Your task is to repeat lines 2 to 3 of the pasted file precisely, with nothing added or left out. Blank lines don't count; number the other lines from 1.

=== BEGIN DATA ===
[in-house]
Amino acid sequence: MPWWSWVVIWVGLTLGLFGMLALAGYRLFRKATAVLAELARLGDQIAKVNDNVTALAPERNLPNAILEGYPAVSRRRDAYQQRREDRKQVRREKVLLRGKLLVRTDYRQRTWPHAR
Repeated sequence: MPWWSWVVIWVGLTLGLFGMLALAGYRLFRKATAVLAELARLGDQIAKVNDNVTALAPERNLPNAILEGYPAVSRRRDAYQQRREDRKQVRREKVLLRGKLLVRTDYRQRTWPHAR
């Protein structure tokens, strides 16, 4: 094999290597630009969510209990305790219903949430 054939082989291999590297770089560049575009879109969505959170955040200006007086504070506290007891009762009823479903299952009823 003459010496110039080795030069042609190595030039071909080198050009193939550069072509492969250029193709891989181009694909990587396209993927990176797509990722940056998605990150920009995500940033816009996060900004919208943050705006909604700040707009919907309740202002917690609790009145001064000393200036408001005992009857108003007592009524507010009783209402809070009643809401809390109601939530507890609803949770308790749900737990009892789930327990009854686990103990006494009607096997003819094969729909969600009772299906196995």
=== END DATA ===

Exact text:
Amino acid sequence: MPWWSWVVIWVGLTLGLFGMLALAGYRLFRKATAVLAELARLGDQIAKVNDNVTALAPERNLPNAILEGYPAVSRRRDAYQQRREDRKQVRREKVLLRGKLLVRTDYRQRTWPHAR
Repeated sequence: MPWWSWVVIWVGLTLGLFGMLALAGYRLFRKATAVLAELARLGDQIAKVNDNVTALAPERNLPNAILEGYPAVSRRRDAYQQRREDRKQVRREKVLLRGKLLVRTDYRQRTWPHAR